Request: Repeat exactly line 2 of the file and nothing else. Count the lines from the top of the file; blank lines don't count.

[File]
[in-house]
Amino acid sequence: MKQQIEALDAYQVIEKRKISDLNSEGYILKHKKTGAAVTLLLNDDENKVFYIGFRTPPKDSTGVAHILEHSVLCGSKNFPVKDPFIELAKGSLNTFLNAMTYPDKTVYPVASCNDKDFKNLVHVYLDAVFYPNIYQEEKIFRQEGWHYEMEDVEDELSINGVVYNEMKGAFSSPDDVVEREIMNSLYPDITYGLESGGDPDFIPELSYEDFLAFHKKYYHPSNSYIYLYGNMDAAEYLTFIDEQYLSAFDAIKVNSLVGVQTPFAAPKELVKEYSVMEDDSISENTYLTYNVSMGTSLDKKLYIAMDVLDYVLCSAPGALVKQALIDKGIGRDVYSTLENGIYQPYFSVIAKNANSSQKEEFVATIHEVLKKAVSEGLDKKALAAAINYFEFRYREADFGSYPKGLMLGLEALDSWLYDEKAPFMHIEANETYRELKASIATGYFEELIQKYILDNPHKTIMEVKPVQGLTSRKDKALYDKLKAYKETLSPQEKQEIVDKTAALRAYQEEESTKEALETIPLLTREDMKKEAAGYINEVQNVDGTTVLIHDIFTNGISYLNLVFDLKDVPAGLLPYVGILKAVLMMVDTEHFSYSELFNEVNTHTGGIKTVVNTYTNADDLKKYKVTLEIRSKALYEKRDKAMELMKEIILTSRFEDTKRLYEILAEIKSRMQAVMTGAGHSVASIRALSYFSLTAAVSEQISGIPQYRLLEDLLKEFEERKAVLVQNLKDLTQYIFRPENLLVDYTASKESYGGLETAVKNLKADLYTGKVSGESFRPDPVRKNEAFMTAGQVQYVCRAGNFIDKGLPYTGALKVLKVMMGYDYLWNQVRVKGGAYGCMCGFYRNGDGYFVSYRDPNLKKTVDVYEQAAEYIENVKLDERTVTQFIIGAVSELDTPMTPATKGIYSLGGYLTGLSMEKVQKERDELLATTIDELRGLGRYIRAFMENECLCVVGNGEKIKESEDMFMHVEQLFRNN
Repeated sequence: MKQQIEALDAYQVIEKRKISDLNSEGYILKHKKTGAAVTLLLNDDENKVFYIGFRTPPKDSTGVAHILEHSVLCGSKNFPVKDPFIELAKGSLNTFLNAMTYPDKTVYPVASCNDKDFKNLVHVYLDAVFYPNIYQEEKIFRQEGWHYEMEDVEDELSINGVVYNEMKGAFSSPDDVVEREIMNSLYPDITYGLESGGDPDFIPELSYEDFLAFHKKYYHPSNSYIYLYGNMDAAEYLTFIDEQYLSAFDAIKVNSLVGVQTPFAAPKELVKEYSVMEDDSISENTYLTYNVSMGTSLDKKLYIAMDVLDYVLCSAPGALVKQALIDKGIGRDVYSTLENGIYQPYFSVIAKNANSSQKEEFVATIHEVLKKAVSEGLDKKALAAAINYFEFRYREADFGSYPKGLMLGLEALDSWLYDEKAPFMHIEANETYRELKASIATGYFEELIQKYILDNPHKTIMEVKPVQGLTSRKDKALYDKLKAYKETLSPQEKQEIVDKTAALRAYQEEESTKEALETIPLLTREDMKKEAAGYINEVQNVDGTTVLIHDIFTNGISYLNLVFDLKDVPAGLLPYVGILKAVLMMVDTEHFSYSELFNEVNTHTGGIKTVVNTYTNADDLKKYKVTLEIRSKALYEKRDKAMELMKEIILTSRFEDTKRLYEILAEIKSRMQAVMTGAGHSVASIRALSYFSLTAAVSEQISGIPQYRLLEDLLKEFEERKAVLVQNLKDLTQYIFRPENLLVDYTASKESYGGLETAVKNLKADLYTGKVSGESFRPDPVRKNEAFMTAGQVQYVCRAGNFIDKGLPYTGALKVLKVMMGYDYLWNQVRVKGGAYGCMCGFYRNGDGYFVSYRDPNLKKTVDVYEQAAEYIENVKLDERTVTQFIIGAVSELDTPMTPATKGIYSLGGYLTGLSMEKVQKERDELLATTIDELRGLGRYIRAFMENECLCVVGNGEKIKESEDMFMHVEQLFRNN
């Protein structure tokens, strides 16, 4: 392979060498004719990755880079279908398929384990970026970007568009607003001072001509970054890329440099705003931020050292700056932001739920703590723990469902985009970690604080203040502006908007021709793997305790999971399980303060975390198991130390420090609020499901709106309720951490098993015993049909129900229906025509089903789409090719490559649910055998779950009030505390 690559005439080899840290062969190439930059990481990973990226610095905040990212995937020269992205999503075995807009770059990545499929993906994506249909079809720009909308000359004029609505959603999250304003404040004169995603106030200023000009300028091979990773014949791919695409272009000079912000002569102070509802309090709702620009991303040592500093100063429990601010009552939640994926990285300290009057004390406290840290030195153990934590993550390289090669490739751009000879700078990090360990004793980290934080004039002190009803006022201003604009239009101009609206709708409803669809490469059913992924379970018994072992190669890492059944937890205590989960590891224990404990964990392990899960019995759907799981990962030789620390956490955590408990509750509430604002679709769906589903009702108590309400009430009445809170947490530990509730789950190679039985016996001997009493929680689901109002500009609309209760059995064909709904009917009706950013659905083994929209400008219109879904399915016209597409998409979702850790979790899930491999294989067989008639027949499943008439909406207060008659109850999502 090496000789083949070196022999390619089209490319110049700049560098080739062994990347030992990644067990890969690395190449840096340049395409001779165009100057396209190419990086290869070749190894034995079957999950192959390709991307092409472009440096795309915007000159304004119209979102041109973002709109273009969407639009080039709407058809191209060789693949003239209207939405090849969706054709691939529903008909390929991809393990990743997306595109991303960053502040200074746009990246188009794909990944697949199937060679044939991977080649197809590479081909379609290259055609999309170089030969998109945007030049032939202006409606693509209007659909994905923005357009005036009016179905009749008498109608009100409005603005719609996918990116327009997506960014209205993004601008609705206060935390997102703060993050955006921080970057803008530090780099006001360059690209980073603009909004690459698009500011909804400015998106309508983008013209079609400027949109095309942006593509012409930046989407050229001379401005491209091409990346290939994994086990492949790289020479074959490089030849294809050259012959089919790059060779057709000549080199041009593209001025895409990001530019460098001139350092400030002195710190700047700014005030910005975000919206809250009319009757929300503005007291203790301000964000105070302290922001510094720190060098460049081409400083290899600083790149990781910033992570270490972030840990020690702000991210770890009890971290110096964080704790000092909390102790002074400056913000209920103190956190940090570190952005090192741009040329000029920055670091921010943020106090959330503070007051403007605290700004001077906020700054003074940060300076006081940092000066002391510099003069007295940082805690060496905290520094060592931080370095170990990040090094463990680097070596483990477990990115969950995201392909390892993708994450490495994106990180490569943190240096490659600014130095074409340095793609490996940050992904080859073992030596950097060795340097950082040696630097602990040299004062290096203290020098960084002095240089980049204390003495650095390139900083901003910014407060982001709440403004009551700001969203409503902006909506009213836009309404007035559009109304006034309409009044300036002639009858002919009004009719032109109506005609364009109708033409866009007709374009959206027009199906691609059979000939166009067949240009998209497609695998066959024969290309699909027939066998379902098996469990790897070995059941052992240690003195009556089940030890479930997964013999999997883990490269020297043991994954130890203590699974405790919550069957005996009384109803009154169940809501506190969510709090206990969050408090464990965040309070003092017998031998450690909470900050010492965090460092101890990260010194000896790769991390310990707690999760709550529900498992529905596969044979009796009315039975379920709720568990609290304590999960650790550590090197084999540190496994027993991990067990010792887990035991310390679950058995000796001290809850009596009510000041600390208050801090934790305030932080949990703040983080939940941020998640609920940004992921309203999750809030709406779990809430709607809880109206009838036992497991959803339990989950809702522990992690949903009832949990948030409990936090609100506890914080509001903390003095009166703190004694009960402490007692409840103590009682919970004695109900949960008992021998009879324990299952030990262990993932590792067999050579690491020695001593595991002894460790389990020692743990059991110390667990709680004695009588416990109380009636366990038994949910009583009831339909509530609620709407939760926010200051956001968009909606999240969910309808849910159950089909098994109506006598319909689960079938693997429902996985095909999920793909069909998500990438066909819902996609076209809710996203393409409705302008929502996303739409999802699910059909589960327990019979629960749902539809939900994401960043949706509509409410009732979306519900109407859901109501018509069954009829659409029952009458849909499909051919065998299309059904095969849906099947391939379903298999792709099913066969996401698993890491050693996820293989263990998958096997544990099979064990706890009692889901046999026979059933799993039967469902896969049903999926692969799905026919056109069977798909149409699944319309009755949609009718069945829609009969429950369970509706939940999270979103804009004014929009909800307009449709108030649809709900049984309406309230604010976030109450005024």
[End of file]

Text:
Amino acid sequence: MKQQIEALDAYQVIEKRKISDLNSEGYILKHKKTGAAVTLLLNDDENKVFYIGFRTPPKDSTGVAHILEHSVLCGSKNFPVKDPFIELAKGSLNTFLNAMTYPDKTVYPVASCNDKDFKNLVHVYLDAVFYPNIYQEEKIFRQEGWHYEMEDVEDELSINGVVYNEMKGAFSSPDDVVEREIMNSLYPDITYGLESGGDPDFIPELSYEDFLAFHKKYYHPSNSYIYLYGNMDAAEYLTFIDEQYLSAFDAIKVNSLVGVQTPFAAPKELVKEYSVMEDDSISENTYLTYNVSMGTSLDKKLYIAMDVLDYVLCSAPGALVKQALIDKGIGRDVYSTLENGIYQPYFSVIAKNANSSQKEEFVATIHEVLKKAVSEGLDKKALAAAINYFEFRYREADFGSYPKGLMLGLEALDSWLYDEKAPFMHIEANETYRELKASIATGYFEELIQKYILDNPHKTIMEVKPVQGLTSRKDKALYDKLKAYKETLSPQEKQEIVDKTAALRAYQEEESTKEALETIPLLTREDMKKEAAGYINEVQNVDGTTVLIHDIFTNGISYLNLVFDLKDVPAGLLPYVGILKAVLMMVDTEHFSYSELFNEVNTHTGGIKTVVNTYTNADDLKKYKVTLEIRSKALYEKRDKAMELMKEIILTSRFEDTKRLYEILAEIKSRMQAVMTGAGHSVASIRALSYFSLTAAVSEQISGIPQYRLLEDLLKEFEERKAVLVQNLKDLTQYIFRPENLLVDYTASKESYGGLETAVKNLKADLYTGKVSGESFRPDPVRKNEAFMTAGQVQYVCRAGNFIDKGLPYTGALKVLKVMMGYDYLWNQVRVKGGAYGCMCGFYRNGDGYFVSYRDPNLKKTVDVYEQAAEYIENVKLDERTVTQFIIGAVSELDTPMTPATKGIYSLGGYLTGLSMEKVQKERDELLATTIDELRGLGRYIRAFMENECLCVVGNGEKIKESEDMFMHVEQLFRNN